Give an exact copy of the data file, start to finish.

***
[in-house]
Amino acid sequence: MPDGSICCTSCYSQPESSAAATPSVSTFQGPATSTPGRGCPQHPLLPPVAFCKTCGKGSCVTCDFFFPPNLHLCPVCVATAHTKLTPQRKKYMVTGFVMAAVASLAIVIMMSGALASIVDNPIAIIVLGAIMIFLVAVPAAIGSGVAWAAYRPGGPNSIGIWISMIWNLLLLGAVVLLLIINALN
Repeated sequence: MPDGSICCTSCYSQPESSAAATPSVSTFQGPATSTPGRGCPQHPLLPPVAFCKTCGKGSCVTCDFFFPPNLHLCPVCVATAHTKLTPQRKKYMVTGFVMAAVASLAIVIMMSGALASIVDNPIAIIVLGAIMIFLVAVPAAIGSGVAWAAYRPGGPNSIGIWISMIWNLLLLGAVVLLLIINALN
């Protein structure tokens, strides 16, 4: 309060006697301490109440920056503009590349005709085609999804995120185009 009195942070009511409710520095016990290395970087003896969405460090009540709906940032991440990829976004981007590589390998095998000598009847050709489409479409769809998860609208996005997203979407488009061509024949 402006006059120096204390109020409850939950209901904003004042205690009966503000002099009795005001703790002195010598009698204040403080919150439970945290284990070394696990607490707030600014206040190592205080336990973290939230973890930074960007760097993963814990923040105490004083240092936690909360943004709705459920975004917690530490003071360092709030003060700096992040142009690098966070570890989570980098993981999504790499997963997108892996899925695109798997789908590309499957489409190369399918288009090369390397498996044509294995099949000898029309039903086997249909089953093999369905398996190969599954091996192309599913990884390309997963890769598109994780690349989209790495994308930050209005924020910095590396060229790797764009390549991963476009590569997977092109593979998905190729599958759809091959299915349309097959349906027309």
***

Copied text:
[in-house]
Amino acid sequence: MPDGSICCTSCYSQPESSAAATPSVSTFQGPATSTPGRGCPQHPLLPPVAFCKTCGKGSCVTCDFFFPPNLHLCPVCVATAHTKLTPQRKKYMVTGFVMAAVASLAIVIMMSGALASIVDNPIAIIVLGAIMIFLVAVPAAIGSGVAWAAYRPGGPNSIGIWISMIWNLLLLGAVVLLLIINALN
Repeated sequence: MPDGSICCTSCYSQPESSAAATPSVSTFQGPATSTPGRGCPQHPLLPPVAFCKTCGKGSCVTCDFFFPPNLHLCPVCVATAHTKLTPQRKKYMVTGFVMAAVASLAIVIMMSGALASIVDNPIAIIVLGAIMIFLVAVPAAIGSGVAWAAYRPGGPNSIGIWISMIWNLLLLGAVVLLLIINALN
């Protein structure tokens, strides 16, 4: 309060006697301490109440920056503009590349005709085609999804995120185009 009195942070009511409710520095016990290395970087003896969405460090009540709906940032991440990829976004981007590589390998095998000598009847050709489409479409769809998860609208996005997203979407488009061509024949 402006006059120096204390109020409850939950209901904003004042205690009966503000002099009795005001703790002195010598009698204040403080919150439970945290284990070394696990607490707030600014206040190592205080336990973290939230973890930074960007760097993963814990923040105490004083240092936690909360943004709705459920975004917690530490003071360092709030003060700096992040142009690098966070570890989570980098993981999504790499997963997108892996899925695109798997789908590309499957489409190369399918288009090369390397498996044509294995099949000898029309039903086997249909089953093999369905398996190969599954091996192309599913990884390309997963890769598109994780690349989209790495994308930050209005924020910095590396060229790797764009390549991963476009590569997977092109593979998905190729599958759809091959299915349309097959349906027309």